Thomas Russell Wingate

July 2015



February 1971 (earliest document on website)



This was written at the behest of the U.S. Department of State when I was applying to be political officer in the Foreign Service.


That year the written examination was taken by 10,300 persons. Of these, 321(3%) passed. I was one of them. There were forty vacancies, so applicants were expected to qualify for two positions: economics officer and political officer. No one told this to the applicants. Seven of eight had to be rejected. I was among the seven.


Diplomacy’s loss was literature’s gain.



                     A NARRATIVE AUTOBIOGRAPHY



          Wisdom is acquired, not by reading of books, but of men.




I was introspective, bookish, and usually alone when I was a child. This was no doing of mine, and I turned my resentment of this condition into constructive channels. I had no siblings, and my parents were the sort who live with a minimum of social life. I was sickly and fat, and this prevented me from growing up with the company of children my own age. Not until I was thirteen or so did I come to acquire a lasting circle of friends.


My father was a career sergeant in the Army, and when I was seven he was transferred to the Netherlands, where I lived until I was nine. I knew no Dutch and my respiratory afflictions kept me bedridden much of the time, so the B.B.C. and Mark Twain served me as friends. A fortnight’s tour of Western Europe made me conscious that I am American and that most people are not. I saw the Palace of Versailles and a Nazi extermination camp, the best and the worst of Europe, and this made me almost excessively patriotic.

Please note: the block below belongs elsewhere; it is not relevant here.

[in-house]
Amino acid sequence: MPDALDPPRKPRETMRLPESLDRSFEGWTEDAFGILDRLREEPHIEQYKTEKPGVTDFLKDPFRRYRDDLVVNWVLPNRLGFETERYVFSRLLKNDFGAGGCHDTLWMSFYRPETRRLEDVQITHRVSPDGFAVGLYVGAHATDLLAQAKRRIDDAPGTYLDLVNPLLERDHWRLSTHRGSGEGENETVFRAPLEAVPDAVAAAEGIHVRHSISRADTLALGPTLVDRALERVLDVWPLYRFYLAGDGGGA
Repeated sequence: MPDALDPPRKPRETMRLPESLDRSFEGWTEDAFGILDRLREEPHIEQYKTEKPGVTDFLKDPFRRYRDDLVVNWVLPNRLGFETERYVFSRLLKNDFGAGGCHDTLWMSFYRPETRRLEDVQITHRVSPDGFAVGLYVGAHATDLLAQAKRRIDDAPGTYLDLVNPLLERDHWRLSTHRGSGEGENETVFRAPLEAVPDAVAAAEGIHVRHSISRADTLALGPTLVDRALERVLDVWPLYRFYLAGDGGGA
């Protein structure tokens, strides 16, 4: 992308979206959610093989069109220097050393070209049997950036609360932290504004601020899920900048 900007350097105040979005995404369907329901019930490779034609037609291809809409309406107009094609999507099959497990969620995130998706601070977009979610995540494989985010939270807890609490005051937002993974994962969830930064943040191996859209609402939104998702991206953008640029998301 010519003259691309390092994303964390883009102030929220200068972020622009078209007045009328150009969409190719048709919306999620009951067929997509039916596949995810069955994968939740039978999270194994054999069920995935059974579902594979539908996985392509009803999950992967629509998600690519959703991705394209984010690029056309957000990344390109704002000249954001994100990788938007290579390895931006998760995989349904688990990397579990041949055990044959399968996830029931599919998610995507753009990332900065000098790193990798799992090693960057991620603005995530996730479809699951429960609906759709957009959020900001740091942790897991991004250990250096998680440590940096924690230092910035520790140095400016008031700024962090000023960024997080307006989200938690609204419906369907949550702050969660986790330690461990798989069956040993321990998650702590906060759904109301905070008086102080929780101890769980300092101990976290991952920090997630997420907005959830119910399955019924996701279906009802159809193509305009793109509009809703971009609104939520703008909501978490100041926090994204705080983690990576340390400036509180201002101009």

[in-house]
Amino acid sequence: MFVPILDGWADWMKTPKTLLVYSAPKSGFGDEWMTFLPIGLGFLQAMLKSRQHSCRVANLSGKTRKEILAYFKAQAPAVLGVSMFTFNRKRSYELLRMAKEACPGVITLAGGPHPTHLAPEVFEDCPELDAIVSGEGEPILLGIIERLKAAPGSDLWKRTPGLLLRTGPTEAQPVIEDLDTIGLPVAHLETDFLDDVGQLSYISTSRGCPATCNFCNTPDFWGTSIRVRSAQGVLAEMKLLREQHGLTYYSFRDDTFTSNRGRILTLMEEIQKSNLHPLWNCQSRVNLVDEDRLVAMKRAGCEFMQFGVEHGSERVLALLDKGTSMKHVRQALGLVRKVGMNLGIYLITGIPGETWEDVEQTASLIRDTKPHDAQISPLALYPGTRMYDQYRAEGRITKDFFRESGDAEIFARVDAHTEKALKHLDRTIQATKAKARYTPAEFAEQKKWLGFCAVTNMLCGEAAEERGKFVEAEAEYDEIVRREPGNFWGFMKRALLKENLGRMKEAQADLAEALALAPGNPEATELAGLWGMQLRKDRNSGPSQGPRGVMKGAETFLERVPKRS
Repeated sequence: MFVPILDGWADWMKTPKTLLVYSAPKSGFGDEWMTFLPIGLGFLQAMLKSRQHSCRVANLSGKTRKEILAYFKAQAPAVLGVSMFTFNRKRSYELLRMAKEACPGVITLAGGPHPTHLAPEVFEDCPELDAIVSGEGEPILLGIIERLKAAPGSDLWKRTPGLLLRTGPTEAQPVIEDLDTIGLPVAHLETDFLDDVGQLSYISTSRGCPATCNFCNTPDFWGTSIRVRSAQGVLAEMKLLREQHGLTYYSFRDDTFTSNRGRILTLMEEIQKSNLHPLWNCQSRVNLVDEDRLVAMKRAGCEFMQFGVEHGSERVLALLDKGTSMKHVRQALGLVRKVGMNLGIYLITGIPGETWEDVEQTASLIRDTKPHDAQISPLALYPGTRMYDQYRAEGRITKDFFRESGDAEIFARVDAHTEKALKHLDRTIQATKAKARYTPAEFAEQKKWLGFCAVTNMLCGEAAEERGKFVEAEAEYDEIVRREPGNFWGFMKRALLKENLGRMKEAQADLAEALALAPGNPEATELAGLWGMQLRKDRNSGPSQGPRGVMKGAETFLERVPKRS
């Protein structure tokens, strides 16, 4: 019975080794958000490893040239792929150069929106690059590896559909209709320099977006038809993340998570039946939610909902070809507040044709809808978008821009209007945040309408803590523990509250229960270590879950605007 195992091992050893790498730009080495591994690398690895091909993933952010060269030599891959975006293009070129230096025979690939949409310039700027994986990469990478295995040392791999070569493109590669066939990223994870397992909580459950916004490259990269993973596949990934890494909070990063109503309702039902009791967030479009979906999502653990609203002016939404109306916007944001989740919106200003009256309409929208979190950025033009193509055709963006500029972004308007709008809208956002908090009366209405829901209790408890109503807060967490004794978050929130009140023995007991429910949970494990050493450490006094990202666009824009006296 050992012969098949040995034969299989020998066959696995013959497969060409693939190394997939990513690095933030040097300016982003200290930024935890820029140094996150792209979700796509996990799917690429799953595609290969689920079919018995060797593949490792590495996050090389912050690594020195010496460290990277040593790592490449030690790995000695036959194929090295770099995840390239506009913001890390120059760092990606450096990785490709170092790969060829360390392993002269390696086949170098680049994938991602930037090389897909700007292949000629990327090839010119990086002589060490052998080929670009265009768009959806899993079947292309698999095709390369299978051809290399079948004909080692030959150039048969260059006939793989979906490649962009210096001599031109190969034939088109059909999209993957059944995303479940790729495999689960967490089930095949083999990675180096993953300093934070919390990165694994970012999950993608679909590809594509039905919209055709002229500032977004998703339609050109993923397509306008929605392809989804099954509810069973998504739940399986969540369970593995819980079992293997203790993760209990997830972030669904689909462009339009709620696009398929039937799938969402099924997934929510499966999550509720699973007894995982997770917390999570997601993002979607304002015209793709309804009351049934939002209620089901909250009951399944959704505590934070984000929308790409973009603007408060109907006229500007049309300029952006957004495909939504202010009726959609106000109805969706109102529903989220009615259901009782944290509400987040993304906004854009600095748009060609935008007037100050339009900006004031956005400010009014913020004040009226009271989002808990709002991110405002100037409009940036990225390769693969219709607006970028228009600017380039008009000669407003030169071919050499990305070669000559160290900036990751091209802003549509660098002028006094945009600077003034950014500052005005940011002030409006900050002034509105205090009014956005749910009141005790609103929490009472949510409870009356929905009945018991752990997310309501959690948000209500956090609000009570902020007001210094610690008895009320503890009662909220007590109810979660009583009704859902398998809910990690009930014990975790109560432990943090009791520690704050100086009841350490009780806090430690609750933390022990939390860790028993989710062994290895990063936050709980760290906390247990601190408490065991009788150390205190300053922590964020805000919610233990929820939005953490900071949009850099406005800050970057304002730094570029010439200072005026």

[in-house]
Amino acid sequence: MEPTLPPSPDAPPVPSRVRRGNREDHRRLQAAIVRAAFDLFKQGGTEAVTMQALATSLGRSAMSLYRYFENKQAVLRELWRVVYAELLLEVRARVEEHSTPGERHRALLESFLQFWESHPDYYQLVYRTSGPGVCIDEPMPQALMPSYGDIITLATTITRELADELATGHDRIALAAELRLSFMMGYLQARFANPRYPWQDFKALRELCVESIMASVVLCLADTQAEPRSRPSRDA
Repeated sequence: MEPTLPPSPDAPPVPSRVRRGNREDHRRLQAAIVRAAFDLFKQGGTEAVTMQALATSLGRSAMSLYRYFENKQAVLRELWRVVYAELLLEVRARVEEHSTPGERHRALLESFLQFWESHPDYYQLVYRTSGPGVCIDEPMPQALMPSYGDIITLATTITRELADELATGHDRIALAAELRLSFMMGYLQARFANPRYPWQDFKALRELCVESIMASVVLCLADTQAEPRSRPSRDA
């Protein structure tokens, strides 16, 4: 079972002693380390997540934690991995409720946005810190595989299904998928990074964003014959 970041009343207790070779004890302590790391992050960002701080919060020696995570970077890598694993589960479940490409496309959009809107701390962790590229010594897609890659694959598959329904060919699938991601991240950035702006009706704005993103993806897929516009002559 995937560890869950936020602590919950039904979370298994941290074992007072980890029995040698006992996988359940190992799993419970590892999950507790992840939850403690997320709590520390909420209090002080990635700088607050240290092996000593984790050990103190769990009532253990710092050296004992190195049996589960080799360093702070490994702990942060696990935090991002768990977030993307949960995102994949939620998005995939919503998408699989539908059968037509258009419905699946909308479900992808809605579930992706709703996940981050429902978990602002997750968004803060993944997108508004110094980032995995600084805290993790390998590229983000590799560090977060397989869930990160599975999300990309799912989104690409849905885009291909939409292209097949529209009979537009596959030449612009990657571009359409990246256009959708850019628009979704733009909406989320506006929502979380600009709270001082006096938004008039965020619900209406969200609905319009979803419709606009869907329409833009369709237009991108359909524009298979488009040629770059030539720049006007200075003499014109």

When I was nine the Army sent my father to California, where I have been ever since. The following year Sputnik I was placed in orbit, and I became aware that history is not something written in books, but something made by men around me—and something that made me what I am and what I am to be. I took it into my head that I wanted to be a physicist or an astronomer, but my unconscious had different ideas; I was given a psychological preference test when I was twelve, and, to my horror, I scored only 32% for interest in science. But I scored 99 3/4% for “persuasive”; looking back a dozen years later, I wonder why I missed a perfect score by so little.


By the time I was seventeen, my interest in the sciences had dwindled, but I had one love in that area: pure mathematics. But it was a presidential election year, and this emphasized a disparity that had sorely vexed me: the world of mathematics was perfect and unchanging, while the people around me were neither. I found myself challenged more by the task of understanding men than by that of fathoming parabolas and cosines. Almost certainly, my principal drive is to bring system and order where none was before, and the real world of men and history seemed to be crying out for it more urgently than the world Plato’s imagination filled with numbers. So I resolved to study the “pure” no more, save insofar as it might be helpful in bringing the “impure” into clearer focus.